Parliamentary elections in Georgia, the former Soviet republic, delivered a resounding defeat for the ruling party of President Mikheil Saakashvili on Monday. Preliminary election results showed the opposition winning 57 percent of the vote.
A day later, the president conceded defeat. In a televised address, Saakashvili said he respected the decision of the voters, and that he would clear the way for the opposition Georgian Dream party to form a new government, a move that would install opposition leader Bidzina Ivanishvili as prime minister.
Known for his gritty baritone, Waylon Jennings embodied the outlaw side of country music. He was 64 when he died of complications from diabetes, leaving behind a collection of vocal tracks that remained unfinished until now.
"It was almost shocking when I first heard it," says the singer Jessi Colter, who was married to Jennings for more than 30 years. "It took me several times to be able to listen to it. It sounded like he was there, that he's opening his heart to you, and he's telling you how he feels."
Medicaid is already the nation's largest health insurance program in terms of number of people covered: It serves nearly 1 in 5 Americans. Yet at the same time it's putting increasing strain on the budgets of states, which pay about 40 percent of its costs.
Originally published on Wed October 10, 2012 9:01 am
Singer-songwriter Iris DeMent was born the youngest child of a large Pentecostal family in rural Arkansas, and later moved to Southern California. DeMent grew up listening to traditional country and gospel music, which influenced her roots-folk sound, though she was 25 when she wrote her first song. It would take another five years for her to release her first album, Infamous Angel.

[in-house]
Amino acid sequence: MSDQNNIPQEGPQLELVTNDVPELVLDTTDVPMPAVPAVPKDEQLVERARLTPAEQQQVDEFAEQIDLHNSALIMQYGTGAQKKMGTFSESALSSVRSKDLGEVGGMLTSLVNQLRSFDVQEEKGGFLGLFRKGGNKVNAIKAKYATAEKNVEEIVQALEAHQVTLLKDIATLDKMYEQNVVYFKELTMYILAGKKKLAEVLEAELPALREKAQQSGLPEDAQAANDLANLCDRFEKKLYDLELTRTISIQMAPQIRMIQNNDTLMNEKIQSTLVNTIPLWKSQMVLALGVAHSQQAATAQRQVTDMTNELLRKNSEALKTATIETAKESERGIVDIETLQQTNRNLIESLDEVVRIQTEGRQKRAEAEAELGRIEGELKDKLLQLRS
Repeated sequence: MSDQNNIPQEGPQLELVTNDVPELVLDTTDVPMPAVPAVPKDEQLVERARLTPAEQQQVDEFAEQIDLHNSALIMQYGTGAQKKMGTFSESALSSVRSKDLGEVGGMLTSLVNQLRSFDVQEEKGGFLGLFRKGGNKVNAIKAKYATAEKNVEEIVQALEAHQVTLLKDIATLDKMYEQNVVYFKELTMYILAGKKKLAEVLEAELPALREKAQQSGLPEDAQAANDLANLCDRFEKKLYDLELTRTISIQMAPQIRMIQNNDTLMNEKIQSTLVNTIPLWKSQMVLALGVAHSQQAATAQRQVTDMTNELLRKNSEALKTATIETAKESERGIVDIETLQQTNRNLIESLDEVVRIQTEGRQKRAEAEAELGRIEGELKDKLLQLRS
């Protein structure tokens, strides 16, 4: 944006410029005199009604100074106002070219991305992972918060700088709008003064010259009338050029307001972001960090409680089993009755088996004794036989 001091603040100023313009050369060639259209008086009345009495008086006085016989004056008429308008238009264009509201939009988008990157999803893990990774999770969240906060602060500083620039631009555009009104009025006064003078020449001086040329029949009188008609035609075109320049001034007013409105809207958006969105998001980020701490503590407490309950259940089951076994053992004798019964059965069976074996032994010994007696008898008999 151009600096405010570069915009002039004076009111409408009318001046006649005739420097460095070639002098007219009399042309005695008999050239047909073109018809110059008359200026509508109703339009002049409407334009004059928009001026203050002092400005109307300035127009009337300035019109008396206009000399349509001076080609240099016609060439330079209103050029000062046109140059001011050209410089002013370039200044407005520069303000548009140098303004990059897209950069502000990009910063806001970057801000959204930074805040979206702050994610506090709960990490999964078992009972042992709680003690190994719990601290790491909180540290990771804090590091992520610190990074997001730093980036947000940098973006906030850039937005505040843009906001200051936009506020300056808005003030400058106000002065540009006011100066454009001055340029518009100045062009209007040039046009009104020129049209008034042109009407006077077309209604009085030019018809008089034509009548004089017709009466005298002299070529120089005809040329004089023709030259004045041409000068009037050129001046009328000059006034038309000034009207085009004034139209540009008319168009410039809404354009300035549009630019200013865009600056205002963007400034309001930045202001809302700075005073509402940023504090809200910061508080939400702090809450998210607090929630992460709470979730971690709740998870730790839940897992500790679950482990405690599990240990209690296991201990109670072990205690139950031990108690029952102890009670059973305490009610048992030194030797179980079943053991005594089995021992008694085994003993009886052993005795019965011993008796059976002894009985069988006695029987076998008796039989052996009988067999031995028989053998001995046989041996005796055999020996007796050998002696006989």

Arnold Schwarzenegger has lived a long life in just 65 years. An immigrant who grew up poor, he came to the United States to achieve his goals and succeed. As a bodybuilder, he took a quirky culture and helped turn it into an internationally recognized sport.
As an Austrian who could hardly speak English, Schwarzenegger somehow rose to fame in Hollywood, landing blockbuster roles and making millions. And once he conquered the silver screen, he became a politician who sought to apply his own life lessons to the public sphere.
With the presidential election a month away, the Court may soon weigh in on several contentious cases. Los Angeles Times Supreme Court correspondent David Savage talks about the upcoming session and whether the Court can insulate itself from the heat of this political season.